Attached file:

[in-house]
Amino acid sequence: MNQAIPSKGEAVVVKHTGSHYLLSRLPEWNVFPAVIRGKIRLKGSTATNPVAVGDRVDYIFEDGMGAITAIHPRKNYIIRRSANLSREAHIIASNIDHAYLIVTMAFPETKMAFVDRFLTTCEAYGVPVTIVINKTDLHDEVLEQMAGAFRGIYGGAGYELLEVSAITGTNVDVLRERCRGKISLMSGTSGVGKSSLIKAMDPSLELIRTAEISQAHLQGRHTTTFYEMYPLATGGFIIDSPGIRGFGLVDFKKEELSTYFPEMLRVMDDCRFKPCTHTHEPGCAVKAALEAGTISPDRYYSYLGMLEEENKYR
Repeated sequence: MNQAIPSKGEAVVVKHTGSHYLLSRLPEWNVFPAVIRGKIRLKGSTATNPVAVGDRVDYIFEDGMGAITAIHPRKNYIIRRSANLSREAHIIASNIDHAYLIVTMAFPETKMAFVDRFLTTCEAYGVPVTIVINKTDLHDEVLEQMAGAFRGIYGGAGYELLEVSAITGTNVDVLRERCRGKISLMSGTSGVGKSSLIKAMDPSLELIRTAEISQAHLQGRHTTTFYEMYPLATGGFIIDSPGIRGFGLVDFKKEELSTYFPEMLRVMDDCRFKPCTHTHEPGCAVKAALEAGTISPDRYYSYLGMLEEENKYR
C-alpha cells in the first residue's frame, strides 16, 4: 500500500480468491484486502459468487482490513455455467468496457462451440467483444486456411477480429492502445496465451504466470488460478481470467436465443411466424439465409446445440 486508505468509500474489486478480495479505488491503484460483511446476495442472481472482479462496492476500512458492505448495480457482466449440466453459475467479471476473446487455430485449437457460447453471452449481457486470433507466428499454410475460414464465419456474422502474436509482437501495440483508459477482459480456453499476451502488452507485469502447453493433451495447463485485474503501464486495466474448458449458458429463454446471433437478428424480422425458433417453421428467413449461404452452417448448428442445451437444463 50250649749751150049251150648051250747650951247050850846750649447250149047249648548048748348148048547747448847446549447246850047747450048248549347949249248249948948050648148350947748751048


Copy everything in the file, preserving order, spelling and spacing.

[in-house]
Amino acid sequence: MNQAIPSKGEAVVVKHTGSHYLLSRLPEWNVFPAVIRGKIRLKGSTATNPVAVGDRVDYIFEDGMGAITAIHPRKNYIIRRSANLSREAHIIASNIDHAYLIVTMAFPETKMAFVDRFLTTCEAYGVPVTIVINKTDLHDEVLEQMAGAFRGIYGGAGYELLEVSAITGTNVDVLRERCRGKISLMSGTSGVGKSSLIKAMDPSLELIRTAEISQAHLQGRHTTTFYEMYPLATGGFIIDSPGIRGFGLVDFKKEELSTYFPEMLRVMDDCRFKPCTHTHEPGCAVKAALEAGTISPDRYYSYLGMLEEENKYR
Repeated sequence: MNQAIPSKGEAVVVKHTGSHYLLSRLPEWNVFPAVIRGKIRLKGSTATNPVAVGDRVDYIFEDGMGAITAIHPRKNYIIRRSANLSREAHIIASNIDHAYLIVTMAFPETKMAFVDRFLTTCEAYGVPVTIVINKTDLHDEVLEQMAGAFRGIYGGAGYELLEVSAITGTNVDVLRERCRGKISLMSGTSGVGKSSLIKAMDPSLELIRTAEISQAHLQGRHTTTFYEMYPLATGGFIIDSPGIRGFGLVDFKKEELSTYFPEMLRVMDDCRFKPCTHTHEPGCAVKAALEAGTISPDRYYSYLGMLEEENKYR
C-alpha cells in the first residue's frame, strides 16, 4: 500500500480468491484486502459468487482490513455455467468496457462451440467483444486456411477480429492502445496465451504466470488460478481470467436465443411466424439465409446445440 486508505468509500474489486478480495479505488491503484460483511446476495442472481472482479462496492476500512458492505448495480457482466449440466453459475467479471476473446487455430485449437457460447453471452449481457486470433507466428499454410475460414464465419456474422502474436509482437501495440483508459477482459480456453499476451502488452507485469502447453493433451495447463485485474503501464486495466474448458449458458429463454446471433437478428424480422425458433417453421428467413449461404452452417448448428442445451437444463 50250649749751150049251150648051250747650951247050850846750649447250149047249648548048748348148048547747448847446549447246850047747450048248549347949249248249948948050648148350947748751048